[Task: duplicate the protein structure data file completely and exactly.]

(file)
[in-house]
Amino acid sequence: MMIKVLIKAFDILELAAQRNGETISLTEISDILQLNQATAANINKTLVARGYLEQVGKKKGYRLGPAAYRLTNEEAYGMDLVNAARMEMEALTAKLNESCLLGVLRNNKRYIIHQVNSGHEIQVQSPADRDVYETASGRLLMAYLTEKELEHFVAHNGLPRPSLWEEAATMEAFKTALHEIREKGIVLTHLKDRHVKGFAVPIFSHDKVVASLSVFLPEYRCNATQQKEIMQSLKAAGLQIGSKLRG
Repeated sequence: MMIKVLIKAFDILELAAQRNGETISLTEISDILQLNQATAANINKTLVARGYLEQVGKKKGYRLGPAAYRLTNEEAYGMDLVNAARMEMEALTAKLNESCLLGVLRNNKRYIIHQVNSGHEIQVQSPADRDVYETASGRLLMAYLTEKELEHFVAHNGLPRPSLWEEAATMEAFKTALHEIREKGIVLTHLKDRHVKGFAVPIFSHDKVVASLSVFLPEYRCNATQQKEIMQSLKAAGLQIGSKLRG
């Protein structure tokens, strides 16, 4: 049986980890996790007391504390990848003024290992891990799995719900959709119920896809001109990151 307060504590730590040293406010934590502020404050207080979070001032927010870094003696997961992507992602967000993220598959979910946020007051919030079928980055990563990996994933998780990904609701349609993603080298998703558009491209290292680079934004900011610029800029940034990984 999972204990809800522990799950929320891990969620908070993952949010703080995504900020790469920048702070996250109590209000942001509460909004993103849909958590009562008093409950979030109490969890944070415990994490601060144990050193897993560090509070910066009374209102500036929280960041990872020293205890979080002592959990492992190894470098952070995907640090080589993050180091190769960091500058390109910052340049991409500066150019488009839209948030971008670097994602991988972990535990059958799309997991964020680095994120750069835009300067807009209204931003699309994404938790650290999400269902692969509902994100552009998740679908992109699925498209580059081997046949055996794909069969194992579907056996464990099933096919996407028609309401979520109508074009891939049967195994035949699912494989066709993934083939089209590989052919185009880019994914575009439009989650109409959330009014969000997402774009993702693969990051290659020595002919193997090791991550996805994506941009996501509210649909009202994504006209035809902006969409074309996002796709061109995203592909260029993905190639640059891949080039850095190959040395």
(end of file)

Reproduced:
[in-house]
Amino acid sequence: MMIKVLIKAFDILELAAQRNGETISLTEISDILQLNQATAANINKTLVARGYLEQVGKKKGYRLGPAAYRLTNEEAYGMDLVNAARMEMEALTAKLNESCLLGVLRNNKRYIIHQVNSGHEIQVQSPADRDVYETASGRLLMAYLTEKELEHFVAHNGLPRPSLWEEAATMEAFKTALHEIREKGIVLTHLKDRHVKGFAVPIFSHDKVVASLSVFLPEYRCNATQQKEIMQSLKAAGLQIGSKLRG
Repeated sequence: MMIKVLIKAFDILELAAQRNGETISLTEISDILQLNQATAANINKTLVARGYLEQVGKKKGYRLGPAAYRLTNEEAYGMDLVNAARMEMEALTAKLNESCLLGVLRNNKRYIIHQVNSGHEIQVQSPADRDVYETASGRLLMAYLTEKELEHFVAHNGLPRPSLWEEAATMEAFKTALHEIREKGIVLTHLKDRHVKGFAVPIFSHDKVVASLSVFLPEYRCNATQQKEIMQSLKAAGLQIGSKLRG
């Protein structure tokens, strides 16, 4: 049986980890996790007391504390990848003024290992891990799995719900959709119920896809001109990151 307060504590730590040293406010934590502020404050207080979070001032927010870094003696997961992507992602967000993220598959979910946020007051919030079928980055990563990996994933998780990904609701349609993603080298998703558009491209290292680079934004900011610029800029940034990984 999972204990809800522990799950929320891990969620908070993952949010703080995504900020790469920048702070996250109590209000942001509460909004993103849909958590009562008093409950979030109490969890944070415990994490601060144990050193897993560090509070910066009374209102500036929280960041990872020293205890979080002592959990492992190894470098952070995907640090080589993050180091190769960091500058390109910052340049991409500066150019488009839209948030971008670097994602991988972990535990059958799309997991964020680095994120750069835009300067807009209204931003699309994404938790650290999400269902692969509902994100552009998740679908992109699925498209580059081997046949055996794909069969194992579907056996464990099933096919996407028609309401979520109508074009891939049967195994035949699912494989066709993934083939089209590989052919185009880019994914575009439009989650109409959330009014969000997402774009993702693969990051290659020595002919193997090791991550996805994506941009996501509210649909009202994504006209035809902006969409074309996002796709061109995203592909260029993905190639640059891949080039850095190959040395």